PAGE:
1. Thieman, LeAnn LPN
  2. James, Daniel


We've all heard the expression "laughter is the best medicine." Over the years, scientific evidence has corroborated the therapeutic value of laughter, which has been shown to lower BP and heart rate, improve lung capacity, improve memory and alertness, reduce pain, aid digestion, and lower levels of stress hormones.


But during a hectic workday, as we witness the worries and sufferings of others, we often forget to laugh. Indeed, we wonder if it's even appropriate. How could we laugh in such troubled times? This true story from Chicken Soup for the Nurse's Soul, Second Dose, reminds us that laughter is good for the patient's soul too.


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Several years ago I had the pleasure of lounging around as hospital patient for several days while I was being treated for a staph infection. My profession was in health care and I worked at this hospital, so I knew many staff members well. Although I had a serious infection, I didn't feel sick, and I found myself on the receiving end of a few practical jokes (which I swear were completely undeserved).

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I awoke the second day of my stay when a nurse came in to change my I.V. solutions, which included several fluids and antibiotics. I noticed immediately that she was carrying a large, old-fashioned glass I.V. bottle containing at least a liter of fluid.


That's odd, I thought.


Then I saw three goldfish circling in the water. I spotted my friend Gary, the pharmacist, lurking nearby, and he, the nurse, and I laughed and carried on about my fish. For some reason, it just seemed right to name them Larry, Moe, and Curly Gary, even though Gary was a few hairs shy of curly.


They started to take the fish away, but seeing opportunity rear its mischievous head, I called them back.


"Let's don't tell the nurses on the next shift about the fish," I suggested.


It's amazing how easy it is to enlist silent co-conspirators. I turned the bottle spout up and uncorked it so the fish could breathe until the afternoon.


As the 3:30 shift change approached, I recorked the bottle and hung it behind the largest of my I.V. bags so the fish were mostly out of sight. I then carefully taped extra tubing from the fish bottle to my I.V. line so that there appeared to be a connection.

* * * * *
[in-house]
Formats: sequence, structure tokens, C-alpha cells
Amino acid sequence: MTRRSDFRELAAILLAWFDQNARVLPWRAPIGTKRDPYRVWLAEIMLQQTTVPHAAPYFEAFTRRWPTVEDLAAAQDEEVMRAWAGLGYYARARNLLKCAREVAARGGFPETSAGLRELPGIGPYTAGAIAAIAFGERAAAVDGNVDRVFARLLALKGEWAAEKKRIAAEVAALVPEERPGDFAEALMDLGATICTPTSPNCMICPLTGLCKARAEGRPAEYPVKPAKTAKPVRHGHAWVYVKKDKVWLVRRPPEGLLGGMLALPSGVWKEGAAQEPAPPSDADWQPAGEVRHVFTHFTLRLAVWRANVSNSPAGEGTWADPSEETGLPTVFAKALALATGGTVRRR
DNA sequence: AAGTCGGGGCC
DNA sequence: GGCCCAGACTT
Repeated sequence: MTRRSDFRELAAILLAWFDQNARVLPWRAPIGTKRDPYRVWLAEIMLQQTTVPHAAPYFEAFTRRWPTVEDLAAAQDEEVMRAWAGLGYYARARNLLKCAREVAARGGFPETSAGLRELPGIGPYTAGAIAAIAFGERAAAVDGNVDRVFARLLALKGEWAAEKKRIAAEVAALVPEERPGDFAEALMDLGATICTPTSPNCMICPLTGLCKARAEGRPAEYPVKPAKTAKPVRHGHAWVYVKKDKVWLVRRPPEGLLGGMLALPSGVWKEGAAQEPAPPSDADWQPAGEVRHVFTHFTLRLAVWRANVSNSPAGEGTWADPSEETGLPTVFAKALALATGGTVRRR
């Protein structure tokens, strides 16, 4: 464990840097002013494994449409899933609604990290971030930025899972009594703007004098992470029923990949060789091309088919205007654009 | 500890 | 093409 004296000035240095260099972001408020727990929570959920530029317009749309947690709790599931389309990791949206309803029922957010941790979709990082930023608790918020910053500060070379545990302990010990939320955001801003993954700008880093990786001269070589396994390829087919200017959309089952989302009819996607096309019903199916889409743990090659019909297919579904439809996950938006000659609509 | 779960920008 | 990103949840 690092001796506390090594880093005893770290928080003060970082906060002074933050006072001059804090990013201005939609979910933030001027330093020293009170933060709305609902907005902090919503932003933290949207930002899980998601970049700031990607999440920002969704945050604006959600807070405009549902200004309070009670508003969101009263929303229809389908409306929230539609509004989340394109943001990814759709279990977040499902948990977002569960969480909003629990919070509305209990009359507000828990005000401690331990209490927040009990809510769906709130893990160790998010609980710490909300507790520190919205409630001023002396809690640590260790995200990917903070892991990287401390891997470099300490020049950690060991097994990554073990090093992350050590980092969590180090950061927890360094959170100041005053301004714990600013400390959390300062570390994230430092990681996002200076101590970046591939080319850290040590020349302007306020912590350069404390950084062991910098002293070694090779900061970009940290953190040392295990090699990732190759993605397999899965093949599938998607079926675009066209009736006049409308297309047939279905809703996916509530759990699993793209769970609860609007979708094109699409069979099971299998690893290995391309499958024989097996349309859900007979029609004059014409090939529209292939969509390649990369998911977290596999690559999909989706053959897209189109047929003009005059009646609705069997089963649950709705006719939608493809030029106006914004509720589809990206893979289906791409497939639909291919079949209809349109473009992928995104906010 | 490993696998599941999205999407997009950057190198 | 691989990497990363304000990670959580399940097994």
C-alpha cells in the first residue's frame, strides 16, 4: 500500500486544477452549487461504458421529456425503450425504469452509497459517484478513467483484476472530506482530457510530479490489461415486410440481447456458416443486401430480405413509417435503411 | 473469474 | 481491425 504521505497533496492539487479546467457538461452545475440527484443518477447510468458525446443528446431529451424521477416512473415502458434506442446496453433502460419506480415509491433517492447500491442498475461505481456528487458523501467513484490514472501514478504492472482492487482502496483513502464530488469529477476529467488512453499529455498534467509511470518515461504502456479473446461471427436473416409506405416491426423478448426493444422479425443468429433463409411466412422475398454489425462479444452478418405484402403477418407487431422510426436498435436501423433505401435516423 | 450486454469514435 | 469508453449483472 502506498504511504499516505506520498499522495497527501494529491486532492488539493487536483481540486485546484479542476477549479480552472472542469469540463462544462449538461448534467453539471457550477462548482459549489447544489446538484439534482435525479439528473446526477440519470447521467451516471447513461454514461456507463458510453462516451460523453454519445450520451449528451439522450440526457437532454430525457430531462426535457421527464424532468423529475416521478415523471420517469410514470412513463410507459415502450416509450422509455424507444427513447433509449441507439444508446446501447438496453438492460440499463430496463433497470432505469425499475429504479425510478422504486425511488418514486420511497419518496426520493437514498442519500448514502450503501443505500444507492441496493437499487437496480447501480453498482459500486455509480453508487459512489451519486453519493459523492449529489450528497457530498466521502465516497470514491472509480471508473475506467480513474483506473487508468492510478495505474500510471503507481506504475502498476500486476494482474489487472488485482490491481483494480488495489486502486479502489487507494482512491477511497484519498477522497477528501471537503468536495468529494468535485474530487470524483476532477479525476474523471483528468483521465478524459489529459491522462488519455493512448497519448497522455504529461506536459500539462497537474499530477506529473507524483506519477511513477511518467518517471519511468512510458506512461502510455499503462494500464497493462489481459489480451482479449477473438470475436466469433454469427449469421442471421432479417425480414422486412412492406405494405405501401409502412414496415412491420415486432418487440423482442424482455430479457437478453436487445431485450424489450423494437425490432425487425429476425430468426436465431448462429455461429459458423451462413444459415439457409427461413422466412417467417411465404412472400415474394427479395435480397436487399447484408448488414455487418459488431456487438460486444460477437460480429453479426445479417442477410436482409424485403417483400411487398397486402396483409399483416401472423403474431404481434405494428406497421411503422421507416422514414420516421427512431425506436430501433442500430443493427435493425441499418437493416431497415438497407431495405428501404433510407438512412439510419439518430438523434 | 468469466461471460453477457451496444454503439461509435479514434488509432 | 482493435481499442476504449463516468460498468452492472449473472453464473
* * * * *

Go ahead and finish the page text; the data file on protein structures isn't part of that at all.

Just after the shift change, I pressed the call button. "My I.V. has a problem," I reported innocently through the intercom.


A new graduate nurse was dispatched to my room to check my I.V. line.


Entering the room, she asked, "Your I.V. has a problem?"


"I hate to complain, but I think maybe the line is blocked."


She started checking the I.V. site at my wrist, as nurses are trained to do. Seeing no problem, she traced the line upward, checking each connection. As she got halfway up multiple tubes, movement in the fish bottle caught her eye. She shrieked so loudly that I jumped even higher than she did, which must have been impressive considering that I was lying flat on my back. I'm sure even the fish jumped.


When she landed, she covered her mouth with both hands and shouted, "Oh my gosh, oh my gosh!!"


The laughter of her coworkers filled the doorway behind her. She turned toward them, fanning her face with her hand.


"Man," I said, "you scared the bejeebers out of me!! That's no way to treat a patient!!"


"Out of you!!" she said breathlessly. "You should have been in my shoes!!"


"Are they still on?"


I had high hopes for a repeat performance at the next shift change, but that nurse was on to me. She simply gave me a "you-are-so-busted, Mister" look, shook her head, and went about her business.


The next day Larry, Moe, and Curly Gary were discharged home to live happy goldfish lives as pets for one of the nurse's children.


The day after that, as I was preparing to go home myself, a patient from the adjacent room stopped at the doorway of my room and said, "You know, I've been in the hospital a lot recently, but this was absolutely my best hospitalization."


"Why is that?" I asked.


"Because laughter is good medicine."


"Laughter is good medicine," I chuckled. "Nurses and patients need a dose of it more often."


Daniel James